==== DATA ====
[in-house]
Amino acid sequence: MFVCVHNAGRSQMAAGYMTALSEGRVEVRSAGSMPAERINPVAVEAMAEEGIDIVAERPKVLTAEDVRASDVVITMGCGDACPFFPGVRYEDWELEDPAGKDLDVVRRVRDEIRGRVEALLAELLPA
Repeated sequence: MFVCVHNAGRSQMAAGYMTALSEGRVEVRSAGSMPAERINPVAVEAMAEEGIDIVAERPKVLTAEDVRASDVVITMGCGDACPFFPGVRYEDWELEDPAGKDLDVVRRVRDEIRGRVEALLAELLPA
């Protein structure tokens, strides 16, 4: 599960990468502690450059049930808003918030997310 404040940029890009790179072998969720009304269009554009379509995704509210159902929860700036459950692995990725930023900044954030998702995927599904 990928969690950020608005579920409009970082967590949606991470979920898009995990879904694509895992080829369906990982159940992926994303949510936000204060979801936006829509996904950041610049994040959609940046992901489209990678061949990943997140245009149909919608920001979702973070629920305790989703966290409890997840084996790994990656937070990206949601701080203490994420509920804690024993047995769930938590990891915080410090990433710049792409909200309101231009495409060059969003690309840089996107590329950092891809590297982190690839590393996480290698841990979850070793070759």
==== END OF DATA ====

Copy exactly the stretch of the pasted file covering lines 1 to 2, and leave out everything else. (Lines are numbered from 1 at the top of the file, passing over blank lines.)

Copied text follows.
[in-house]
Amino acid sequence: MFVCVHNAGRSQMAAGYMTALSEGRVEVRSAGSMPAERINPVAVEAMAEEGIDIVAERPKVLTAEDVRASDVVITMGCGDACPFFPGVRYEDWELEDPAGKDLDVVRRVRDEIRGRVEALLAELLPA